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Hikoi 2004 Whangarei Terenga Paraoa

May 17, 2004

Hikoi 2004 Whangarei Terenga Paraoa

A hui for those who travelled from Whangarei to Wellington in the foreshore and seabed hikoi, and their supporters and kaumatua kuia, was held at Whangarei Terenga Paraoa Marae yesterday.

More than 150 people from the district, who had travelled on two buses and several cars in the final stages of the hikoi, shared their experiences.

One of the organising group, Mitai Kawiti-Paraone, said, "It was a fantastic experience for everybody who took part, and we wanted to thank everyone who supported the hikoi in whatever way."

He said, "The next step is to make sure that people know how and by when to make submissions to the select committee of several MPs, including Dover Samuels and Phil Heatley, who are now seeking submissions on the Bill." The deadline is August 2.

"It's important that submitters ask to be heard in person. We want the committee to come to Whangarei to hear our objections first-hand. It is another way that people can express themselves and record for their mokopuna, that they made a stand against this 21th century confiscation, or raupatu, legislation."

The select committee is tentatively scheduled to report back to Parliament on the Bill, on November 5 - otherwise known as Parihaka Day, and Guy Fawke's Day. He said he hoped the significance of the date was not lost on the Government, and that both cultures should be offended at the human rights breaches the Bill contains, and the blatant discrimination against Maori property owners.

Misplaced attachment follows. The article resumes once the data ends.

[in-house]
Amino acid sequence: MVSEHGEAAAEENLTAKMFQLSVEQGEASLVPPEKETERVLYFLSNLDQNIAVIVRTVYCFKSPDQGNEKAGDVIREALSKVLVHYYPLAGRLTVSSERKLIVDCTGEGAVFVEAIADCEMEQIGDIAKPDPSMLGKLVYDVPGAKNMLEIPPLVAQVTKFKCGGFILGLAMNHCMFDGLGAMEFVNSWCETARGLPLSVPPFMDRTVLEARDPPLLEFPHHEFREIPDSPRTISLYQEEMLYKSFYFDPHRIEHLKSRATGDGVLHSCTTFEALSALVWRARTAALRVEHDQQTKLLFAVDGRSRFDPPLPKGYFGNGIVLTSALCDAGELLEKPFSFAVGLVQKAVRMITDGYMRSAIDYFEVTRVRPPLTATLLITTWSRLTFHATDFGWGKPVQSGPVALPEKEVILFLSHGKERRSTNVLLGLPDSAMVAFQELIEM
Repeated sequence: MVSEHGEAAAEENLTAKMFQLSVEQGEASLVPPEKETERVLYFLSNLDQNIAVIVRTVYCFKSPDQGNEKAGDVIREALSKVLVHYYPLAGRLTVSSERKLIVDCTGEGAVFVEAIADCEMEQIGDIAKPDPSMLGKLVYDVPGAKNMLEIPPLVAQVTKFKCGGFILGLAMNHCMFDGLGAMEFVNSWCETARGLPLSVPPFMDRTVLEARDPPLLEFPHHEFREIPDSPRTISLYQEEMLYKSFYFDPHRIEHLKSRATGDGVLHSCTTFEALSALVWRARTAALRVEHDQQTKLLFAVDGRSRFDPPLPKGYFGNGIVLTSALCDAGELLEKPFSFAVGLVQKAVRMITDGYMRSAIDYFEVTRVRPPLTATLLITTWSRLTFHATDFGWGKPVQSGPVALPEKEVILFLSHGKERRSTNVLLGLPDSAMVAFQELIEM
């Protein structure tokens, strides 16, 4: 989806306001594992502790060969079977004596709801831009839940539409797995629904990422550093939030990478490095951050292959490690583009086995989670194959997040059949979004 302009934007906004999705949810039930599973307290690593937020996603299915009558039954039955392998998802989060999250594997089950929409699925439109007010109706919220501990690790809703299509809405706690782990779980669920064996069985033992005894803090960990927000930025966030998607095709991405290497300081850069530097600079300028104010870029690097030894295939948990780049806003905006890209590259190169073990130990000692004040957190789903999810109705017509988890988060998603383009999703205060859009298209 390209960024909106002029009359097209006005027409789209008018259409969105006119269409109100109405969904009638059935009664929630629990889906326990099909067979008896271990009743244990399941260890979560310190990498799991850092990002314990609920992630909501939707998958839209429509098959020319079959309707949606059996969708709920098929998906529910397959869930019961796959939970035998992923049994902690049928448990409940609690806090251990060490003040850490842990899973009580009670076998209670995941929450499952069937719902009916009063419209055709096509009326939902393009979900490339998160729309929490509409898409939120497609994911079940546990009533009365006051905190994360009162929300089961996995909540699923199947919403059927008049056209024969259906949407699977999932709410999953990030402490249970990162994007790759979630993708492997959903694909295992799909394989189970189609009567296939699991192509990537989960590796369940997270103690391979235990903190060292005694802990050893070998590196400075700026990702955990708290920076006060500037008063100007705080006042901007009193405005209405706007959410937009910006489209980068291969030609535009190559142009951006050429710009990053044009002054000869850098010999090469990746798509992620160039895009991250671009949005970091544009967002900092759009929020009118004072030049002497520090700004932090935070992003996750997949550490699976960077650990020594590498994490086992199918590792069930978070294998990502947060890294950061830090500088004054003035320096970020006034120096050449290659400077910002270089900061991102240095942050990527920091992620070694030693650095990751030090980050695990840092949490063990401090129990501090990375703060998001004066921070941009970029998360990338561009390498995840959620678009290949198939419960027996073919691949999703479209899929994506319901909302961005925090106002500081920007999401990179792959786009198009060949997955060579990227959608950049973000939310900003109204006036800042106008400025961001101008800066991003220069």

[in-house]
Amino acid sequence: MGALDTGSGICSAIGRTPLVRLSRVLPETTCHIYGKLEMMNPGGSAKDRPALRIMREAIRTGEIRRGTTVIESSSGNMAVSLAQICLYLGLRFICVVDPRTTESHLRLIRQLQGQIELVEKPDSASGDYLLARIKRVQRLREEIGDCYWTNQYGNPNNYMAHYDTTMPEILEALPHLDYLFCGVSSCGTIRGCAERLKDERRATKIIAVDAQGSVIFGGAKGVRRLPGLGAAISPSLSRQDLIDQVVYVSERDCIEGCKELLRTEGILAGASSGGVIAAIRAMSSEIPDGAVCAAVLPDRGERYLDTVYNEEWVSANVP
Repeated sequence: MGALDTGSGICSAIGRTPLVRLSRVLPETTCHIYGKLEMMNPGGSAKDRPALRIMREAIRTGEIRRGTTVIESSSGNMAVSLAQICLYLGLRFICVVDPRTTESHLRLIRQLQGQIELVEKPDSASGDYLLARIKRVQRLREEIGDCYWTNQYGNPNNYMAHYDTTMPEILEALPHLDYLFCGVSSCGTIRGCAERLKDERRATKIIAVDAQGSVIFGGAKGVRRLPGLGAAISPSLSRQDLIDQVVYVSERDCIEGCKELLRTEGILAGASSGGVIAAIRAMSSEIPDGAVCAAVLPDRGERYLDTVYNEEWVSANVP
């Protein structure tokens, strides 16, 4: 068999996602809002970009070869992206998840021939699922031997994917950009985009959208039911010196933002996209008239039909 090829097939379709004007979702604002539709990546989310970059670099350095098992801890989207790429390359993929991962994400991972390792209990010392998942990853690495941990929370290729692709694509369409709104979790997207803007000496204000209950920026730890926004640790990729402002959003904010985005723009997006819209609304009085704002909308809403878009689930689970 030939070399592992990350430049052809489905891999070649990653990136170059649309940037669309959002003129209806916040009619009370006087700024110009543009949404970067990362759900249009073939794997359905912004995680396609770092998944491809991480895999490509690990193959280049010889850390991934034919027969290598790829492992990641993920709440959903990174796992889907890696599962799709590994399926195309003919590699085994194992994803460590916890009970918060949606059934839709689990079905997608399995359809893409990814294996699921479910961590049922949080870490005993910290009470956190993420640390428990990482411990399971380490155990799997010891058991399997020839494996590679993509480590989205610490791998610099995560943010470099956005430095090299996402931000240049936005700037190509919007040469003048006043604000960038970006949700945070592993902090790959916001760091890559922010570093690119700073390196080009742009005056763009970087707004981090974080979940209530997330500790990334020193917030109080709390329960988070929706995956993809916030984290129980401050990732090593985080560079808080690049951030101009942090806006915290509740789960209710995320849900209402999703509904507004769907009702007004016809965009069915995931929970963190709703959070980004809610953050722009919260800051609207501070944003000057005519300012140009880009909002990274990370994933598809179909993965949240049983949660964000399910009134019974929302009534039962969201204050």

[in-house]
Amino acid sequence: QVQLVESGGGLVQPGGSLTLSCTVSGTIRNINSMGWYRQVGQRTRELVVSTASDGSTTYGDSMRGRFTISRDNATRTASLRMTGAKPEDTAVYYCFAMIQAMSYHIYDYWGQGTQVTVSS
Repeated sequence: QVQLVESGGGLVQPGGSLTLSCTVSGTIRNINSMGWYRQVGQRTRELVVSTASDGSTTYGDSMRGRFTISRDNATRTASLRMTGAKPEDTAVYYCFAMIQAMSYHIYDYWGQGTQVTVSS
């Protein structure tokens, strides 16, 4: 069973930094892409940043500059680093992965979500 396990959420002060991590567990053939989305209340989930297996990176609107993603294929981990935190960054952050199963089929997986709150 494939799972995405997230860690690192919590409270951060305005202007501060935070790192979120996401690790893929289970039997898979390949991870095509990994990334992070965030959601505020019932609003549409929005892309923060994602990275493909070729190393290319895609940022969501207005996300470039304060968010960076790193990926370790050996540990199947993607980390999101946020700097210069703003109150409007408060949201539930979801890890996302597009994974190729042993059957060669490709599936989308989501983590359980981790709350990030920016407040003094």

He said people wanting to know about the process could contact him on 435 1840.

The Whangarei group caught up with the hikoi again at Raukawa, near Otaki, at dawn, the day before the big march to Parliament.

He said, "The hospitality and organisation, from our powhiri at Raukawa, the hikoi itself, to being hosted again on Wednesday night before the long trip home, was awesome."

The hui acknowledged all those who contributed to the success of the hikoi - from the Harawira whanau and Mereana Pitman, and the regional organisers, to all the people who gave koha, those running, the ringawera, the kaitiaki of the pou, the marshals, the police, churches, bookkeepers and wordsmiths.

The Whangarei iwi and others, including a group from Dunedin called Freedom Roadworks, stayed at the Wesleyan Church in Taranaki St, one of many inner city churches opened for people on the hikoi.

Mr Kawiti-Paraone said, "Our kuia and kaumatua were thrilled to have been able to take part - some had walked over the harbour bridge, and they all walked to Parliament on the day."

"For people who had never marched before the impact was huge. Although the issue is deeply serious, everyone enjoyed the unity and strength, the passion of the haka groups, and the representation of all the different tribes."

He said the marchers stretched from Parliament to Te Papa, with the last people leaving Te Papa only five minutes before the pouwhenua arrived at Parliament. Many people were also lining the sides of the route to catch friends, or just enjoy the diversity of the marchers and their messages. He said his favourite was, "She sells seashells by the foreshore, but the seashells she sells, are Maori-owned seashells!"


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